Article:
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Cottonwood Heights Journal

Canyons District to go 1:1 on devices to secondary students, extends service of existing computers

Nov 17, 2020 11:37AM ● By Julie Slama

Computers are regularly upgraded in Canyons District schools, but often older models are reused for years before being surplused. (Julie Slama/City Journals)

By Julie Slama | [email protected]

For more than a decade, Brighton High Principal Tom Sherwood has consulted technology experts at Canyons School District, gaining insight before making decisions on how best to keep computers updated at his school.

Like other schools, Brighton High is on a five-year rotation, where Sherwood has the choice to purchasing new desktops in labs or yearly ordering about 500 new Chromebooks at roughly the same price – $100,000. This past spring, he decided to order enough devices so every one of his 2,200 students can check out a Chromebook for the year.

“It becomes more fiscally responsible to provide a Chromebook checked out to each student, and now with the onset of COVID and online learning, it is more a necessity,” he said in early October after receiving a shipment of devices he ordered last spring.

However, he is keeping computer labs for some classes and programs where they’re needed such as multimedia, coding, computer programming, computer-aided drafting, yearbook and others and will continue to update those computers every five years.

But what happens to the school’s old computers?

Sherwood said after he checks throughout his high school to see if there is a use for them, he reaches out to middle and elementary schools and transfers the assets.

“By the time five years passes, many of them are obsolete and can’t make it worthwhile to replace operating systems, but that doesn’t mean it doesn’t have value,” he said. 

Director of Information Technology Scot McCombs agrees: “We just kind of do that trickle-down model. We target students and staff and as it (the device) loses its value, we try to trickle it down to another location where we can still get some use out of it.”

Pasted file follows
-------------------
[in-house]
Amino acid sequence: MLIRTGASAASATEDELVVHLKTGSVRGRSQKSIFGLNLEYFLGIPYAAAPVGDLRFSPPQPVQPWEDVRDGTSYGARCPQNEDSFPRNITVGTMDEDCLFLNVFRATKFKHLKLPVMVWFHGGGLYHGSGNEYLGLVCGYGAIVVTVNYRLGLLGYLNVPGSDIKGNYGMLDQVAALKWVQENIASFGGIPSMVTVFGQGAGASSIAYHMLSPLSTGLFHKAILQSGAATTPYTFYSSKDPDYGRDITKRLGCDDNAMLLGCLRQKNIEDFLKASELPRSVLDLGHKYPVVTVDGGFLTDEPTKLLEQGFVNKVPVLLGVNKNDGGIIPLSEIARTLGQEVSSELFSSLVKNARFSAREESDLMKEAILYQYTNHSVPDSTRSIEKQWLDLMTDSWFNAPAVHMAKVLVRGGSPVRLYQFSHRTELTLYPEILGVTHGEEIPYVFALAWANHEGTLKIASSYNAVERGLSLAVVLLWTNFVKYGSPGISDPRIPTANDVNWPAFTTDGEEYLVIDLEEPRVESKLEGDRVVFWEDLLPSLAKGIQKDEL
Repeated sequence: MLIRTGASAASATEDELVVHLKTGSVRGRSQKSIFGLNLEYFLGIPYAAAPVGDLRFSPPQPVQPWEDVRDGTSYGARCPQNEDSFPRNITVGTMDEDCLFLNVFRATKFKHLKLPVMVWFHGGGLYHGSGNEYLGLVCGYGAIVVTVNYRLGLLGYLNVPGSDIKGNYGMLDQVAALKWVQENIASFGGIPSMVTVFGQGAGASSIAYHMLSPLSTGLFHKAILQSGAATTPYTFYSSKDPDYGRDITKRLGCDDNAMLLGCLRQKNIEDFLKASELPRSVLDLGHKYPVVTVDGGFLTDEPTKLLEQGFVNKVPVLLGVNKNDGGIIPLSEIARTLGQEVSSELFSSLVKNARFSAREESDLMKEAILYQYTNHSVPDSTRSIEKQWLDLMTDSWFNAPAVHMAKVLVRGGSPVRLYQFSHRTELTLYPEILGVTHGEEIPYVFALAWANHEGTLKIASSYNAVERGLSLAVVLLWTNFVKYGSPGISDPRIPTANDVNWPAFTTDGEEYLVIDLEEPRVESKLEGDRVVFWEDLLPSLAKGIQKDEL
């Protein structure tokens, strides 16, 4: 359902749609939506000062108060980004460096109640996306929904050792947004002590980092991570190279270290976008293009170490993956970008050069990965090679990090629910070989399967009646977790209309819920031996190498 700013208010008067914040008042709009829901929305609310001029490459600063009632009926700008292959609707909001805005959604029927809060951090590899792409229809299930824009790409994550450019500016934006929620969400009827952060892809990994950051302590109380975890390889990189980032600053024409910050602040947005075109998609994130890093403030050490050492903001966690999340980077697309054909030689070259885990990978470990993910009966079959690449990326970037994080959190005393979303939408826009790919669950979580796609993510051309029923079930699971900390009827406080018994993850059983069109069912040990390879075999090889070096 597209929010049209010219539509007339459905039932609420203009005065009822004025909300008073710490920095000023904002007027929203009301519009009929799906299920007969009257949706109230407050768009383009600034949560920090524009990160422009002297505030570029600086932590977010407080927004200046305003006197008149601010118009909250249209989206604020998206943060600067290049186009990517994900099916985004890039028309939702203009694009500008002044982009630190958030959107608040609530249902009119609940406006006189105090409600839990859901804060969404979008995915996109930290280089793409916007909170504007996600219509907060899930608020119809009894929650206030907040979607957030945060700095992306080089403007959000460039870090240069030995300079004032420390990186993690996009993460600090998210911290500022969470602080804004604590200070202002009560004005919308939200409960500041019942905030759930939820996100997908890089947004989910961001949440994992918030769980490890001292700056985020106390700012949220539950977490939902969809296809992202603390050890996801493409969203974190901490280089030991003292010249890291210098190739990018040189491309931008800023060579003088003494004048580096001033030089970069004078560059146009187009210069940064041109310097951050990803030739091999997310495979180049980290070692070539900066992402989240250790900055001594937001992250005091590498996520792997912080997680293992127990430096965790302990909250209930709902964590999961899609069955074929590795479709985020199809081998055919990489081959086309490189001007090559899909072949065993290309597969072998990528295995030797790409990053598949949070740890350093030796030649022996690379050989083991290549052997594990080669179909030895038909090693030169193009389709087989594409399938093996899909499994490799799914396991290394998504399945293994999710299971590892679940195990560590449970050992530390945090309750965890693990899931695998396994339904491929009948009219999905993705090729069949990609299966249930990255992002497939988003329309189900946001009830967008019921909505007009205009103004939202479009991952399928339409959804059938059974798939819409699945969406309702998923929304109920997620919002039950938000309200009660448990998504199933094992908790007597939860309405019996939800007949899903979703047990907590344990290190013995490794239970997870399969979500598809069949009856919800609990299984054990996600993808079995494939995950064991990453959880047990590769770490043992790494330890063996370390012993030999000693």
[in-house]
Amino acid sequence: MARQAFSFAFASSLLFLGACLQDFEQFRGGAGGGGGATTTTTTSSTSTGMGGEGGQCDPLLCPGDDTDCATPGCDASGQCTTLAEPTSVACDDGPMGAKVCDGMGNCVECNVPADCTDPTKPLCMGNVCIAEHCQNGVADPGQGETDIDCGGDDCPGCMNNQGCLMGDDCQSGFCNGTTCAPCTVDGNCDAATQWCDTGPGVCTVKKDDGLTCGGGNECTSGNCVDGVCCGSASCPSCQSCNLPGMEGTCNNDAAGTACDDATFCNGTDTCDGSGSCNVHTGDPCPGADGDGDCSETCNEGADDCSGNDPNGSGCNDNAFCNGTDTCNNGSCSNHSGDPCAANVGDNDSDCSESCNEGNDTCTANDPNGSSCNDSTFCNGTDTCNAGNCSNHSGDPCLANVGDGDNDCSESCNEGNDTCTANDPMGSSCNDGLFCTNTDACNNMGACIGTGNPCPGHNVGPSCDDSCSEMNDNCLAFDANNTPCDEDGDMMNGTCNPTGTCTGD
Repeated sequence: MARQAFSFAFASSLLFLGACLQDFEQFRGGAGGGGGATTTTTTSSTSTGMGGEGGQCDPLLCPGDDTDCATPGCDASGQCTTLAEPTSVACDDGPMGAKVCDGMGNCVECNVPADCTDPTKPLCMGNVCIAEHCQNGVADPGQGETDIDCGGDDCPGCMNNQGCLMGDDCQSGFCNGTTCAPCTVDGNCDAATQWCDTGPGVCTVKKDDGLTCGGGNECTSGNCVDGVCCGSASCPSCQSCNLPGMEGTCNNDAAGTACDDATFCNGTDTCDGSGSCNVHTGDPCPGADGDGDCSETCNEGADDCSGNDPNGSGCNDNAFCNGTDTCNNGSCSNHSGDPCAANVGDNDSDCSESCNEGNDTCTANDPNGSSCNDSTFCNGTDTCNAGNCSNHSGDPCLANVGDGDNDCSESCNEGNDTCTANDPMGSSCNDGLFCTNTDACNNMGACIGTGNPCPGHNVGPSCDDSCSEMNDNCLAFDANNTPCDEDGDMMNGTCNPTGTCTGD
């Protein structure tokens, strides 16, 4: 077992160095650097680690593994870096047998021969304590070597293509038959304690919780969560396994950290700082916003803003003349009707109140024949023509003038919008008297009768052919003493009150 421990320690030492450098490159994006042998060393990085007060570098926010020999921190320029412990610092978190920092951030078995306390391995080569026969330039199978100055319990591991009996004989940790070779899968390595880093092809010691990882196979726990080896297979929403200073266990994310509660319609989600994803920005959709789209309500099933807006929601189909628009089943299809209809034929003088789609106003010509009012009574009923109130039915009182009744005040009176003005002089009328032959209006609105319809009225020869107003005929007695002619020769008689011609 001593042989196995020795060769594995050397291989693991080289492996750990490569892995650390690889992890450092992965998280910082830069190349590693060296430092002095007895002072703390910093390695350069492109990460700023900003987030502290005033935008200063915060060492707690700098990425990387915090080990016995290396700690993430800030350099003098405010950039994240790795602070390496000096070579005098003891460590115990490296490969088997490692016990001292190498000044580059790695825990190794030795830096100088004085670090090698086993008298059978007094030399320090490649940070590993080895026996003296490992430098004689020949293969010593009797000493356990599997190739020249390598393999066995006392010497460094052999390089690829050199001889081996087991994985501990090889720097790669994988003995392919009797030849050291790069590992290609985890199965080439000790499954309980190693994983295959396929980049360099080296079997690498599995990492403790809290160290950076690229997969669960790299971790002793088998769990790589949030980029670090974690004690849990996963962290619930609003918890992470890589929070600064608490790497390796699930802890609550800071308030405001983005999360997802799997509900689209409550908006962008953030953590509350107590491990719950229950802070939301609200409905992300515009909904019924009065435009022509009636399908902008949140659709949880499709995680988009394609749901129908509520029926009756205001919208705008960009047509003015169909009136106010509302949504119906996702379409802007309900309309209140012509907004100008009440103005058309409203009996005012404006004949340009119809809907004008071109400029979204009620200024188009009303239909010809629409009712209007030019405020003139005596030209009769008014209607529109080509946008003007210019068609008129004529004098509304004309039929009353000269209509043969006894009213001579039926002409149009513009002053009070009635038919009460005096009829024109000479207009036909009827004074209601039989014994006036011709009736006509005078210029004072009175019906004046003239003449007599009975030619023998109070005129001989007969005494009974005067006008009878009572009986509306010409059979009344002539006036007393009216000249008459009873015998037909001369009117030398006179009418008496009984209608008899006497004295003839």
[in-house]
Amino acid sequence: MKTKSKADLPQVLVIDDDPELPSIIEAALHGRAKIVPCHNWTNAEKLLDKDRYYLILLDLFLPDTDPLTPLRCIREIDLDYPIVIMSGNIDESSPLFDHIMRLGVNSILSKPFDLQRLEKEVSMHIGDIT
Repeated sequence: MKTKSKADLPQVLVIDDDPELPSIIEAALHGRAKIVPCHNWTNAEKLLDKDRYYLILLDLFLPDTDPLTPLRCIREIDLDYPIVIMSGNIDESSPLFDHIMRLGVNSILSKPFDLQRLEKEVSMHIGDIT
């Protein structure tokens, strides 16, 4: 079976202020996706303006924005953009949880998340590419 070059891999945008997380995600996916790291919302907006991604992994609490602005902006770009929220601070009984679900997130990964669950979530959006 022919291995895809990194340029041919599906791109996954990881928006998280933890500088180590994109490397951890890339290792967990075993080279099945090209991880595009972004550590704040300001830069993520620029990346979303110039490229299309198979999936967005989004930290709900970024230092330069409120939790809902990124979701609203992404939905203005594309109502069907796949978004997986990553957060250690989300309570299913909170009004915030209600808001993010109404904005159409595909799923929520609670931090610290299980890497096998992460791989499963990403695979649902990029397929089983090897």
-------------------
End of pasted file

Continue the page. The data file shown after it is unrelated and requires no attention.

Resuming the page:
McCombs said now that every student in the district is online learning on Fridays after the recent Canyons Board of Education decision, he is looking to use those Chromebooks and computers now more than ever.

“Right now, we’re trying to come up with 500 devices for our special education students to do a virtual meeting between them and their teachers,” he said. “These 500 devices are a good example of us not having to necessarily needing to buy new devices for this purpose, because the requirements are pretty simple, it doesn’t take a ton to do a virtual meeting. So, if we can find a device to do that, and it may not do anything else, but if it can do that, then we’re serving the district as best as possible.”

For those secondary schools that are not already 1:1 with a device, the district placed an order of almost 3,000 Chromebooks – expected to arrive in November – to ensure all students at the eight middle and six high schools will have a Chromebook checked out to them, he said. 

The $600,000 funding for that purchase comes from the district’s technology fund, Canyons Education Foundation and the CARES Act (Coronavirus Aid, Relief and Economic Security Act), which is federal funding provided to the district through grants that need to be used by the end of the calendar year. 

“At this time in education from us moving from in-person to online to our two-week dismissals, based on quarantine, making sure that every student has a device is really essential,” he said. “The supply chain is just so slow right now. In the past, we’d order Chromebooks, we’d have them in six weeks. Well, now, it’s almost six months, if not longer. While we recognize the Chromebook is not the perfect device, it does more of what we need than anything else.”